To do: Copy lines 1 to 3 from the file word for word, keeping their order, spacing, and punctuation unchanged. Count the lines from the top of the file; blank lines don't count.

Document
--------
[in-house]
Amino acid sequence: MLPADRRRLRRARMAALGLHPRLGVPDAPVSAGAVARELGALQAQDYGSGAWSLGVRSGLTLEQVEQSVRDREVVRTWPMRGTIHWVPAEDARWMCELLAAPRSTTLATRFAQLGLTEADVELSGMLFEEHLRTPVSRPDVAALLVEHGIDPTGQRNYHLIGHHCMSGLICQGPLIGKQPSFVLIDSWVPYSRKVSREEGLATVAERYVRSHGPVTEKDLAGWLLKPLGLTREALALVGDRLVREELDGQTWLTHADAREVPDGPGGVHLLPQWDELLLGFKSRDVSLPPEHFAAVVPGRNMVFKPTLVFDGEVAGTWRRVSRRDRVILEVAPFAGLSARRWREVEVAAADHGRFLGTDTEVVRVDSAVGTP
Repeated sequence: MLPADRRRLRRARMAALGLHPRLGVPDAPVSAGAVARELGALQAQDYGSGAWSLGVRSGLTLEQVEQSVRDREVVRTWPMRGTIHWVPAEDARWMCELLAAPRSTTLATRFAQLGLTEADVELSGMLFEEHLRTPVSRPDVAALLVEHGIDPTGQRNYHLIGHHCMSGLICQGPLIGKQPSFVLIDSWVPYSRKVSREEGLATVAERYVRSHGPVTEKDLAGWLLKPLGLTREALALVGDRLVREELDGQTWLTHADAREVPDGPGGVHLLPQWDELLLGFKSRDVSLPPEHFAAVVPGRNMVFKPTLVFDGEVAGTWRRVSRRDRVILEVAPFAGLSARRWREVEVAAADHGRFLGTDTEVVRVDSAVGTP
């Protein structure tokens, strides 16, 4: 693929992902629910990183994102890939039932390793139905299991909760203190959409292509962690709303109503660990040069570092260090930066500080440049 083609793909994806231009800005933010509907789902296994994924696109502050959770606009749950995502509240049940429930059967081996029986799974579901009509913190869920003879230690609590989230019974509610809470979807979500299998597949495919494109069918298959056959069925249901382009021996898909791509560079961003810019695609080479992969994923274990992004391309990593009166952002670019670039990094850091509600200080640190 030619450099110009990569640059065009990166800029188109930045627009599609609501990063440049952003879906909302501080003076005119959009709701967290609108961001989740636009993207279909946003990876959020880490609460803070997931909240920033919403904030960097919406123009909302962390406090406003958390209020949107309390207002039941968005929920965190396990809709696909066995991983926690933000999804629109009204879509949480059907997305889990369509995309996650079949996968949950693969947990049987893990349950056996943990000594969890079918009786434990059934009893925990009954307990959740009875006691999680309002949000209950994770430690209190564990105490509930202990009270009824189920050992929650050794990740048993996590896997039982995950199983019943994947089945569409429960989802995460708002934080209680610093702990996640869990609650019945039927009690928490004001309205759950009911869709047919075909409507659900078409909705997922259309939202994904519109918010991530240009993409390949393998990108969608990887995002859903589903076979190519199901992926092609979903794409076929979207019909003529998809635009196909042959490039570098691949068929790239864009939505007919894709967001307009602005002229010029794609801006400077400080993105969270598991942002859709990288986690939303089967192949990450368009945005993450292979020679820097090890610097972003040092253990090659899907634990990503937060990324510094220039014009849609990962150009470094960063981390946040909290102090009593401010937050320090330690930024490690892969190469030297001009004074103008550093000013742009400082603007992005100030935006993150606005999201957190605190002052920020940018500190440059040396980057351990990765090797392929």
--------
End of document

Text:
[in-house]
Amino acid sequence: MLPADRRRLRRARMAALGLHPRLGVPDAPVSAGAVARELGALQAQDYGSGAWSLGVRSGLTLEQVEQSVRDREVVRTWPMRGTIHWVPAEDARWMCELLAAPRSTTLATRFAQLGLTEADVELSGMLFEEHLRTPVSRPDVAALLVEHGIDPTGQRNYHLIGHHCMSGLICQGPLIGKQPSFVLIDSWVPYSRKVSREEGLATVAERYVRSHGPVTEKDLAGWLLKPLGLTREALALVGDRLVREELDGQTWLTHADAREVPDGPGGVHLLPQWDELLLGFKSRDVSLPPEHFAAVVPGRNMVFKPTLVFDGEVAGTWRRVSRRDRVILEVAPFAGLSARRWREVEVAAADHGRFLGTDTEVVRVDSAVGTP
Repeated sequence: MLPADRRRLRRARMAALGLHPRLGVPDAPVSAGAVARELGALQAQDYGSGAWSLGVRSGLTLEQVEQSVRDREVVRTWPMRGTIHWVPAEDARWMCELLAAPRSTTLATRFAQLGLTEADVELSGMLFEEHLRTPVSRPDVAALLVEHGIDPTGQRNYHLIGHHCMSGLICQGPLIGKQPSFVLIDSWVPYSRKVSREEGLATVAERYVRSHGPVTEKDLAGWLLKPLGLTREALALVGDRLVREELDGQTWLTHADAREVPDGPGGVHLLPQWDELLLGFKSRDVSLPPEHFAAVVPGRNMVFKPTLVFDGEVAGTWRRVSRRDRVILEVAPFAGLSARRWREVEVAAADHGRFLGTDTEVVRVDSAVGTP